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Texas Book Festival — San Antonio Edition

Interview with Ricardo Ainslie

Photo: Courtesy photo, License: N/A

Courtesy photo

You say that what happens in Juárez will have lasting repercussions for both the US and Mexico. Why?

I think the Mexican government made a decision – and no official ever told me this – but I think they made a decision that we have to make a stand in Juárez. Juárez is too important for all kinds of reasons. There's no other way for accounting for the fact that at one point in time a full 20 percent, maybe even 25 percent, of the federal forces deployed in the war against the drug cartels were in Juárez. You have this stuff going on on a big scale in some of the other states, but they sent a lot of firepower into Juárez.
They weren't able to solve the puzzle of how to end cartel violence in Juárez. They took down a lot of people, and a lot of them Sinaloa cartel people, a lot of them Juárez cartel people. That town was under siege for the better part of a year and a half. Roadblocks everywhere. They completely disbanded the local police, and so on. So I think they put all their chips in this basket and said ‘we gotta make this work.’
Now, what I think is interesting is that after Villas de Salvarcar, that massacre, it's the first time that the Mexican government makes the decision to invest in the social fabric of the city — Even though that had clearly been part of what happened to turn around Colombia. It wasn't until 2010 in Juárez that the Mexican government started doing that.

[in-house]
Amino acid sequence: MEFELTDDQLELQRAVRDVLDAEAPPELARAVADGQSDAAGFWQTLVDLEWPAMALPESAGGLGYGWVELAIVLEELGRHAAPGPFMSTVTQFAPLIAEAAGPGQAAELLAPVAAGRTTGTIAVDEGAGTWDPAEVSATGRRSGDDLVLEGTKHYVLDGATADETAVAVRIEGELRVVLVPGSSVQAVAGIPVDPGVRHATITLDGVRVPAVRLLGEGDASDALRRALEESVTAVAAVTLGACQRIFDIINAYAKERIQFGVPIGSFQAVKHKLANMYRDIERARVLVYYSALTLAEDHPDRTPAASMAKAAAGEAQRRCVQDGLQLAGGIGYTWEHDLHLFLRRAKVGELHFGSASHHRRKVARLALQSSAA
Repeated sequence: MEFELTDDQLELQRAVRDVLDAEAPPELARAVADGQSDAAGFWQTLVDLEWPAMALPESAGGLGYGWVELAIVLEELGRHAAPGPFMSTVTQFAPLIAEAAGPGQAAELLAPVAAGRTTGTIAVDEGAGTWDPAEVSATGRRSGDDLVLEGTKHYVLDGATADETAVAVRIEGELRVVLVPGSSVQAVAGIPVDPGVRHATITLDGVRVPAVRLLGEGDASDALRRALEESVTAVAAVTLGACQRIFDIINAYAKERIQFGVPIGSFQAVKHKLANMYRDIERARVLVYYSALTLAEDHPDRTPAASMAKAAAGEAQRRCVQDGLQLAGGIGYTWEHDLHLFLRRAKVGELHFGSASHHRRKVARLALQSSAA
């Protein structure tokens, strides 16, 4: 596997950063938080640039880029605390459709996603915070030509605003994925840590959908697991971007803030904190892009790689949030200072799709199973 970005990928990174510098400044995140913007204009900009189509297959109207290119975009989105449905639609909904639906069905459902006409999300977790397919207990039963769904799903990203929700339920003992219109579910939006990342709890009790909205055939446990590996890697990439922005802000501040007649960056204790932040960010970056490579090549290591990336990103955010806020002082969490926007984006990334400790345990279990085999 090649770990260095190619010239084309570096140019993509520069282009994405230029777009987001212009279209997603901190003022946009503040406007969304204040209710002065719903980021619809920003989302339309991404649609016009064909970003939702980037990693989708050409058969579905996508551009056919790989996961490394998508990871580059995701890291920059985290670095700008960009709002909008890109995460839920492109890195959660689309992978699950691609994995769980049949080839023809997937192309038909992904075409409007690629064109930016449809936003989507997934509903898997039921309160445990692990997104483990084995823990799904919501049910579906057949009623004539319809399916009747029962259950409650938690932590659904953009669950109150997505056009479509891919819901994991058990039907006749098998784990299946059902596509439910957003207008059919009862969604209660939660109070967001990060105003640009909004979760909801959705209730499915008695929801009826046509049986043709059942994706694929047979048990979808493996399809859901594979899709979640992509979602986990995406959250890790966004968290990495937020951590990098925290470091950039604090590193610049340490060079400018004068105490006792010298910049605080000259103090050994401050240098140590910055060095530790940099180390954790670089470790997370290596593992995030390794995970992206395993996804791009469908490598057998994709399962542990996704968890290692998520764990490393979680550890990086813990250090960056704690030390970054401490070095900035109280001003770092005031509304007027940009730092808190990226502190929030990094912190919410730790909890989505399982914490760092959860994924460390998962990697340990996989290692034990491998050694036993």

So today we have a Juárez that – last year we had something like under-800 murders. When you consider that it's still more than twice the number they had in 2007, which was a record, it's bad. But they also had over 3,000 murders in 2010 alone. So, 800 feels like a relief to that city.
Like any success, it has – what's that phrase, success has many authors? There are a lot of different explanations for why things got better in Juárez. But the most frequent explanation you'll hear is that the Sinaloa cartel won. And you know, it may be that they did. I think in any event, whatever happened, they haven't stamped out organized crime in Juárez. That's clear.

Texas Book Festival — San Antonio Edition
  • The Texas Book Festival starts a chapter in San Antonio San Antonio sometimes gets knocked for not being literary, or even literate, enough for such a big city with such grand “creative class” ambitions. | 4/10/2013
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  • Interview with Lawrence Wright In his newest book, Going Clear, Austin-based journalist Lawrence Wright profiles Scientology, a new American religion that, while ubiquitous among the... | 4/10/2013
  • Interview with Glenn Frankel You know what they say, writing about filming is like painting about mixology, or something. By many accounts Pulitzer prize-winning Glenn Frankel has reversed... | 4/10/2013
  • Interview with Hipolito Acosta The Shadow Catcher: A U.S. Agent Infiltrates Mexico’s Deadly Crime Cartels | 4/10/2013
  • Interview with Ricardo Ainslie Ricardo Ainslie frequented Juárez during its most violent years, as war between the Sinaloa and Juárez cartels raged and soaked the city in blood. | 4/10/2013
  • Interview with Laurie Ann Guerrero Laurie Ann Guerrero’s collection Tongue in the Mouth of the Dying won the 2012 Andrés Montoya Poetry Prize and was published February 15 by University of... | 4/10/2013
  • Interview with Nan Cuba You Can’t Go Home Again: Fiction about Family Secrets with Nan Cuba and Andrew Porter | 4/10/2013
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